The Third Day

Jude Law finds himself marooned amongst some very odd folk when he crosses a causeway to the island of Osea.

In the 6 part series The Third Day, Law plays parent Sam, who is marking the anniversary of a personal tragedy when he is led to coming to the rescue of teenager Epona (Jessie Ross). Before long he has driven his car over a narrow causeway at low tide to a community preparing to celebrate its “Esus and the Sea” festival.

But high tide will leave him stranded on Osea, with no phone reception and no way out. Like so many outsider-in-small-community tales, this story by Felix Barrett & Dennis Kelly is set to up-end normality for Sam.

“You won’t believe what these people are capable of,” he is told…

At the same time Sam is pressed to get back home to save his business from a critical local planning move and there’s the small concern of the burglary of £40,000 from his business.

But Osea is a trippy, sometimes psychedelic sojourn, especially in the hands of director Marc Munden -the photography is artfully loose with focus and drained of some of its vivid hues. Sam slips further and further down a rabbit hole, losing a grip on reality and facing truths close to home.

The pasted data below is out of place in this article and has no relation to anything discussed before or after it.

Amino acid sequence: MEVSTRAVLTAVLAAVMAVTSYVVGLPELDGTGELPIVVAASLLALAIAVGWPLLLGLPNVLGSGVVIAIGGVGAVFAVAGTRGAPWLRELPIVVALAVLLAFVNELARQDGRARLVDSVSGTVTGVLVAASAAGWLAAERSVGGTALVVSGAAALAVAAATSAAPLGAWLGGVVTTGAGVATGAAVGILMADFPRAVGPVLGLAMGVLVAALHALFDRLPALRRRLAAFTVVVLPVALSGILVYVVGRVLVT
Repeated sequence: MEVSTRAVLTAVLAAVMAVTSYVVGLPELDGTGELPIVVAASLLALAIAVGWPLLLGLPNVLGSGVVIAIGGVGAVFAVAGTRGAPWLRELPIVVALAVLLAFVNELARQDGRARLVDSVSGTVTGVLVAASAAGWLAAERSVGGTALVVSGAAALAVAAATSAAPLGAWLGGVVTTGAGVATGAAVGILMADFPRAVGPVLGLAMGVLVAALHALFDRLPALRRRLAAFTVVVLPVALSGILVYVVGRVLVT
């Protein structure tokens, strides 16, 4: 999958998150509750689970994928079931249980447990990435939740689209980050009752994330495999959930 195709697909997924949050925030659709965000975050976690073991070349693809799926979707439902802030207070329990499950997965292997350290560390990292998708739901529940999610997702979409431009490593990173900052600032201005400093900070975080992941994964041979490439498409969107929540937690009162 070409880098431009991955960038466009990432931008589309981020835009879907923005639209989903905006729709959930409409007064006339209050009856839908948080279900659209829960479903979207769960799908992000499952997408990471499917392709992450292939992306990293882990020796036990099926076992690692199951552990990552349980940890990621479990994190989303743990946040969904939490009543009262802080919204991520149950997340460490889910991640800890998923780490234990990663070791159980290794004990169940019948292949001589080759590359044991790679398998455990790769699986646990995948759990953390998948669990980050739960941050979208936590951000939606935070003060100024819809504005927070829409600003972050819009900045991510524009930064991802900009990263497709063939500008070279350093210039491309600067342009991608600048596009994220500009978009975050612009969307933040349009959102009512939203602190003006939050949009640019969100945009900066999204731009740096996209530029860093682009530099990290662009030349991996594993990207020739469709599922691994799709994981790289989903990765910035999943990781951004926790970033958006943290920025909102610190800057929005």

He also meets Jess (Katherine Waterston) an American anthropologist, and local publicans played by Paddy Considine & Emily Watson. Beneath themes of crime and cults, there is also a ripple of racism.

Law hits all the paranoia required of the role, and the setting and direction make up for some somewhat familiar tropes. A trip that manages to make the detour worthwhile.

8:30pm Monday on FOX Showcase.


  1. After watching one episode it made me think of some of the serial Hammer horror films usually starring Peter Cushion or Christopher Lee, to say it lacked something is a bit of an understatement in my opinion, but I will reserve my final rating until I watch some more episodes.
    Considering his role in The Young Pope, which had a bit of charisma,Jude Law looks like he was doing the part for the money, but maybe his part will improve too, maybe he should watch Edward Woodward in the 1973 film The Wicker Man.

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